Guyana is celebrated today for its “new-wave” democracy – PM
─ National Assembly sittings under Coalition single highest number in first three years of any Parliament since 1992
Prime Minister Moses Nagamootoo has stated that Guyana is celebrated today for its “new-wave” democracy where the framework to protect entitlements of not just the present but future generations under a Natural Resources Fund and a Green State Development Strategy (GSDS) is being put in place.
Prime Minister, in his weekly column ‘My Turn’, said that the country is closer today to achieving a democratic system of governance with sustainable economic growth than ever before.
“Powerful surges in our new-wave democracy have been open and credible national and local government elections, a free media and an independent Parliament.”
Prime Minister stated that when the House went into recess on August 8, it had already met for 96 sittings in the first three years of the 11th Parliament (2015-2020) – under the Granger Presidency. By the end of 2018, sittings are likely to surpass 110, when the National Assembly would debate the 2019 National Budget, including consideration of estimates for constitutional and statutory agencies.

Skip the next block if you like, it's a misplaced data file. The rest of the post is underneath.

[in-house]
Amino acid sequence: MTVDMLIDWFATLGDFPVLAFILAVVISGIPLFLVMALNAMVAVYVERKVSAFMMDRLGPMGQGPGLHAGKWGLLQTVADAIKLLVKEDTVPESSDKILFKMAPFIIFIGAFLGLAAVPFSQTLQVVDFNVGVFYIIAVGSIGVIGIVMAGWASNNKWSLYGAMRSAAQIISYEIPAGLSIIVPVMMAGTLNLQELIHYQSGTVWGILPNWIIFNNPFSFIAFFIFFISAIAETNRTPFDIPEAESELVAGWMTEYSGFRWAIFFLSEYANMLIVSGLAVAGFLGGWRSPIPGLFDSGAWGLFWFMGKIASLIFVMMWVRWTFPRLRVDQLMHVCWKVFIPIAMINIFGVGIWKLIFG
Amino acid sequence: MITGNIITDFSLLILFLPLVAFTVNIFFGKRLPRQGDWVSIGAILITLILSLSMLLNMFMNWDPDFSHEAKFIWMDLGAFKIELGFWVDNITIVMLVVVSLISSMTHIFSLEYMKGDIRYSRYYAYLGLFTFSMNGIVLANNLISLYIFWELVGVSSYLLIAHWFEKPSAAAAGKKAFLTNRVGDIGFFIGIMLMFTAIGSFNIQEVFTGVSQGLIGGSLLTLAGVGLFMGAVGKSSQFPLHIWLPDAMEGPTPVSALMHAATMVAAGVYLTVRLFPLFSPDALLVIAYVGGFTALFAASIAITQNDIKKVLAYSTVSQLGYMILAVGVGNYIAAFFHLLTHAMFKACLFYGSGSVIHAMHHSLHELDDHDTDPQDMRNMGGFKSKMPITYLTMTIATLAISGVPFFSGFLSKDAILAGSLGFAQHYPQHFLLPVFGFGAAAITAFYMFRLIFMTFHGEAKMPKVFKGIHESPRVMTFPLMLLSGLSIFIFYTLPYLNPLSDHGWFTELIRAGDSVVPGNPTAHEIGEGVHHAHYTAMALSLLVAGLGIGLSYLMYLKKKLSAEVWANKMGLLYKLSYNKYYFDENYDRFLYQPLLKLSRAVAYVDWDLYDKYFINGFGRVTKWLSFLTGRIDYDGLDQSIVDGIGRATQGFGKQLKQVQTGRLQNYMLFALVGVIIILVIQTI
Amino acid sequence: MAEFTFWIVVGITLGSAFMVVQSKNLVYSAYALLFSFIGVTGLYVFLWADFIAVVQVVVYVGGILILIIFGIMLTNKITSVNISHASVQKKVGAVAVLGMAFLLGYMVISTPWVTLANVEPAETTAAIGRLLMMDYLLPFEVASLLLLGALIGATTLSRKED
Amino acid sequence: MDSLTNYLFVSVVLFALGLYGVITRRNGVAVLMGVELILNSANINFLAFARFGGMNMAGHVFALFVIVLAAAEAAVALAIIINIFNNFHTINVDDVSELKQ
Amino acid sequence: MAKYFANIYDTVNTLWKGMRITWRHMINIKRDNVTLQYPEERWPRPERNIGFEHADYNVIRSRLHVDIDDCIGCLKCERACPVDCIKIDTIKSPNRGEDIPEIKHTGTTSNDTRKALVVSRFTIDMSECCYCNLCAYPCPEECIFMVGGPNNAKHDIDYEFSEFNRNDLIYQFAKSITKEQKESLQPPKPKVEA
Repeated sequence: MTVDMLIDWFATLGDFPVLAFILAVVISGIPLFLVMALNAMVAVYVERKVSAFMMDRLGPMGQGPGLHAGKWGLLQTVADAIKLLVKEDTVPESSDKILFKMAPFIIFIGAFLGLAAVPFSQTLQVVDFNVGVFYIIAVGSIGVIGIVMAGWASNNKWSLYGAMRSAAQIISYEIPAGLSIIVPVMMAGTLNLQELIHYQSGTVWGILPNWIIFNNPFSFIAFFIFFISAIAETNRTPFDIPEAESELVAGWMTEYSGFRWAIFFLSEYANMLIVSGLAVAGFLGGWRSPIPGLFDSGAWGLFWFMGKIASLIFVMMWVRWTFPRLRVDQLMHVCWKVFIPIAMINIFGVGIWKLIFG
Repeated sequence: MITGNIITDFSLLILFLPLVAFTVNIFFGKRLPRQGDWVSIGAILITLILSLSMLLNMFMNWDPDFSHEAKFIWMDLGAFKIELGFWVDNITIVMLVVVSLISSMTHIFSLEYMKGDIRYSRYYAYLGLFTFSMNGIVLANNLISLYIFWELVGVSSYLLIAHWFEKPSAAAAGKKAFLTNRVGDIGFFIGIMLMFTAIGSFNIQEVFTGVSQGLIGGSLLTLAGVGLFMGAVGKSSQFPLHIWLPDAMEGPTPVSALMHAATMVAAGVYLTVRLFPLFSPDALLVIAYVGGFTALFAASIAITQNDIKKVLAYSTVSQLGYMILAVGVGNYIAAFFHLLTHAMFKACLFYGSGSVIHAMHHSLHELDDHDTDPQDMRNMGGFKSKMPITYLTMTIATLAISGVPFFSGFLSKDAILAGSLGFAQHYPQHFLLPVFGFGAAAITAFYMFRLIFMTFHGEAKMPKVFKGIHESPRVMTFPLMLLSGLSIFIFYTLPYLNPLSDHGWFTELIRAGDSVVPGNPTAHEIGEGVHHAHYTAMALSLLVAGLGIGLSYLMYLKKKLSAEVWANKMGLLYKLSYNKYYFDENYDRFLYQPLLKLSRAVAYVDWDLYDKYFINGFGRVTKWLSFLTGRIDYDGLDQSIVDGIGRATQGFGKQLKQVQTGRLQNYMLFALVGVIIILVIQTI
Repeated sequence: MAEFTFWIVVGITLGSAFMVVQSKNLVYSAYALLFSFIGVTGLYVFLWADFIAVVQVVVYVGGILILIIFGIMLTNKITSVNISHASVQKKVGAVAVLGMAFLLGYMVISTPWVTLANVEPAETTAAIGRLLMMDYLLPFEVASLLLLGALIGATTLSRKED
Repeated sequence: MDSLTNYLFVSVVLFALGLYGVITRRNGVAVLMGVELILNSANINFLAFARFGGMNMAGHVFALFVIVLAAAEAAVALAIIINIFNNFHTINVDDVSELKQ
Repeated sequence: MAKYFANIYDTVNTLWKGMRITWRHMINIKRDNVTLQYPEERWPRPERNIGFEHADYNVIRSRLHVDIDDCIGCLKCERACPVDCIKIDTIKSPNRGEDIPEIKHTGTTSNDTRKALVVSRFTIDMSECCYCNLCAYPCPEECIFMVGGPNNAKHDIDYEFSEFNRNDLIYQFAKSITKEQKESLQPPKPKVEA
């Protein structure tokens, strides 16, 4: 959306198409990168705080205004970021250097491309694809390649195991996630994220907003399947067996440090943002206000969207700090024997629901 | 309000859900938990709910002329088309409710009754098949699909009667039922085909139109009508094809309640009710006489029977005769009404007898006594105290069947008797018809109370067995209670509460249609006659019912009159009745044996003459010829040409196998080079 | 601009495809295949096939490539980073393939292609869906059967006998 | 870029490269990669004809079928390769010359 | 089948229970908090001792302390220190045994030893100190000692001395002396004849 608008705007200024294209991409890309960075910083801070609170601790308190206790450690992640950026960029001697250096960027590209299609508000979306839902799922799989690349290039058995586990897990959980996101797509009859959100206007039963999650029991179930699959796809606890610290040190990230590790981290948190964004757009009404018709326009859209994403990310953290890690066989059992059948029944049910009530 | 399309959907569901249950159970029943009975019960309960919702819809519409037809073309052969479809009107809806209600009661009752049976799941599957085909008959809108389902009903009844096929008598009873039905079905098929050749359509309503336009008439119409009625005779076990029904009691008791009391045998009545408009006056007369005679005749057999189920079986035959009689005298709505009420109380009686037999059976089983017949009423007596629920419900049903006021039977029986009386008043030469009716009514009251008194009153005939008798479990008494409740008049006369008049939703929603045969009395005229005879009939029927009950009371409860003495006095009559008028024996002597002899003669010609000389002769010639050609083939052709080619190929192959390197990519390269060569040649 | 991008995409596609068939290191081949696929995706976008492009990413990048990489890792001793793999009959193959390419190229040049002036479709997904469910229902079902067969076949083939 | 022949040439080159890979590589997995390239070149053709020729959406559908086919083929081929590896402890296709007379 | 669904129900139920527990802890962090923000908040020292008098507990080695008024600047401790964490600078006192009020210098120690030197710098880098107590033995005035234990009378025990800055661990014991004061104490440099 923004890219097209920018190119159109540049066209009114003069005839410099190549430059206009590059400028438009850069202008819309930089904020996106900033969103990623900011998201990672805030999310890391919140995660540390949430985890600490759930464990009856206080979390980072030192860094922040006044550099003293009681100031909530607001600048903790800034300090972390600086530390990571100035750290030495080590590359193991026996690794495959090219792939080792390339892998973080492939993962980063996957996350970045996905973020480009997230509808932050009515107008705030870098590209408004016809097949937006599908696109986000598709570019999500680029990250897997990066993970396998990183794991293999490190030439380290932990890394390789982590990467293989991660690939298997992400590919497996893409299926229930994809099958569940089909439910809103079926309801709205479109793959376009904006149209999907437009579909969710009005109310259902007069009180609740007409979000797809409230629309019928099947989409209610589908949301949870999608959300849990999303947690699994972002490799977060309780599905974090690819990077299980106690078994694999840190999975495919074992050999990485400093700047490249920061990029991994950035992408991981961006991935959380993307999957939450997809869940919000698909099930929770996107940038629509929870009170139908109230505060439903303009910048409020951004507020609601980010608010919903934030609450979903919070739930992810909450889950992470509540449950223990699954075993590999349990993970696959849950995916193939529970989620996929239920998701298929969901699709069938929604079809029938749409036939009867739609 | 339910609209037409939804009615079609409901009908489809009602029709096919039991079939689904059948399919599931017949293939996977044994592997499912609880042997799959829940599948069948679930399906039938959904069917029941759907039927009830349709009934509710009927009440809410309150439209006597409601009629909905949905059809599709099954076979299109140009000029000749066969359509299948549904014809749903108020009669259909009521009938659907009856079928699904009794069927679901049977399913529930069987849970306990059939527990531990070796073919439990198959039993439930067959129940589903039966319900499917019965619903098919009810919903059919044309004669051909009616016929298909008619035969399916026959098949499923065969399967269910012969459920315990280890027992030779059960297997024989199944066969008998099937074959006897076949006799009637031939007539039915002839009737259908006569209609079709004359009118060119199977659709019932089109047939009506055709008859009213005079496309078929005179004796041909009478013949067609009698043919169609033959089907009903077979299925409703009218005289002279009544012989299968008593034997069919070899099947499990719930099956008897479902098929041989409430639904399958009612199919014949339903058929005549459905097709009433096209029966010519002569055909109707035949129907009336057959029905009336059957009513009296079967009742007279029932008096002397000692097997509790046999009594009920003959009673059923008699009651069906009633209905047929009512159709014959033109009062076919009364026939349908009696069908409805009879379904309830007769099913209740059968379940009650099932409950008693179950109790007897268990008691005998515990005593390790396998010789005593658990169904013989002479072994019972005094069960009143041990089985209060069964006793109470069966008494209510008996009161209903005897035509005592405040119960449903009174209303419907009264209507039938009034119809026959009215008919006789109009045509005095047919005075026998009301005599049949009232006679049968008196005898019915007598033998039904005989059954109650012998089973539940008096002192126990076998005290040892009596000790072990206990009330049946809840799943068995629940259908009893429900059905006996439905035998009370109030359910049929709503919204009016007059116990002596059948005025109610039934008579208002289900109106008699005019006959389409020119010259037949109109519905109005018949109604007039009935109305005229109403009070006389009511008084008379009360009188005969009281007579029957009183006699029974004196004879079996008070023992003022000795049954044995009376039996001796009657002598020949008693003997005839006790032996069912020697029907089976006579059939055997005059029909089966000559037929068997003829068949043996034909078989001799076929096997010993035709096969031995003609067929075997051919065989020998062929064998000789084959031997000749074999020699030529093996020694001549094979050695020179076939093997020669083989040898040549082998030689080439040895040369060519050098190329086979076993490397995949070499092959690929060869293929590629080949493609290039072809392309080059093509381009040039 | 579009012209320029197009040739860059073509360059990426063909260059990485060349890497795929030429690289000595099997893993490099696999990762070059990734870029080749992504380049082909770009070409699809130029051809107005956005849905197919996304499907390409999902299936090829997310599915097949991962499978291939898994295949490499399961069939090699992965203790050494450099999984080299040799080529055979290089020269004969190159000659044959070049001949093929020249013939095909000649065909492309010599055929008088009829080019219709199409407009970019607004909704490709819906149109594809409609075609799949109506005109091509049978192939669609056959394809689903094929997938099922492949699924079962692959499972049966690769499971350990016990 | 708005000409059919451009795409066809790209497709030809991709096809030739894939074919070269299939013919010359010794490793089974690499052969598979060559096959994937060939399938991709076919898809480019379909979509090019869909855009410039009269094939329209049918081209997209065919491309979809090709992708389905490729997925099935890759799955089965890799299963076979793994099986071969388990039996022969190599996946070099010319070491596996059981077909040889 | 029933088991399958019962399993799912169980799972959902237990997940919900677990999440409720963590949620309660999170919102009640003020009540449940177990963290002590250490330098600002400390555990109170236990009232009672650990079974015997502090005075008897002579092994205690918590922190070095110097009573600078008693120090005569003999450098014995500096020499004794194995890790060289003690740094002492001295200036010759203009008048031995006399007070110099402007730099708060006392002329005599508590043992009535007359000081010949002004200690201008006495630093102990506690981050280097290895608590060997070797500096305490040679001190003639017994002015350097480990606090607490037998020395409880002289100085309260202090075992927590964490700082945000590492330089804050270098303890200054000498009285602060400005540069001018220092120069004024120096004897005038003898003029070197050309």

These sittings under the Coalition government would be the single highest number in the first three years of any parliament since 1992. Though truncated, there were only 62 sittings during the 7th (1997-2001) Parliament (under Janet Jagan Presidency) and 88 sittings during the 2011-2014 Parliament (under Donald Ramotar Presidency).
The Prime Minister listed some research on sittings: –
|6th Parliament||17th Dec 1992 to 28th Oct 1997||105|
|7th Parliament||26th Feb 1998 to 13 Feb 2001||62|
|8th Parliament||4th May 2001 to 2nd May 2006||126|
|9th Parliament||28th Sept 2006 to 22 Sept 2011||166|
|10th Parliament||12th Jan 2012 to 10th July 2014||88|
Prime Minister Nagamootoo expressed disappointment when he read a Kaieteur News columnist saying: “There have been very few sittings of the House for 2018”; and that Guyana has a “dormant Parliament”.
He explained that “it had become necessary for me to leave the jurisdiction for a much-delayed medical check-up since I had triple heart bypass surgery six months ago. I concede that ‘private business’ did not quite explain why I travelled overseas. But I can assure that it was not on a folly in order to sabotage the Parliament.”
Image: Department of Public Information
DSC_0560- Prime Minister Moses Nagamootoo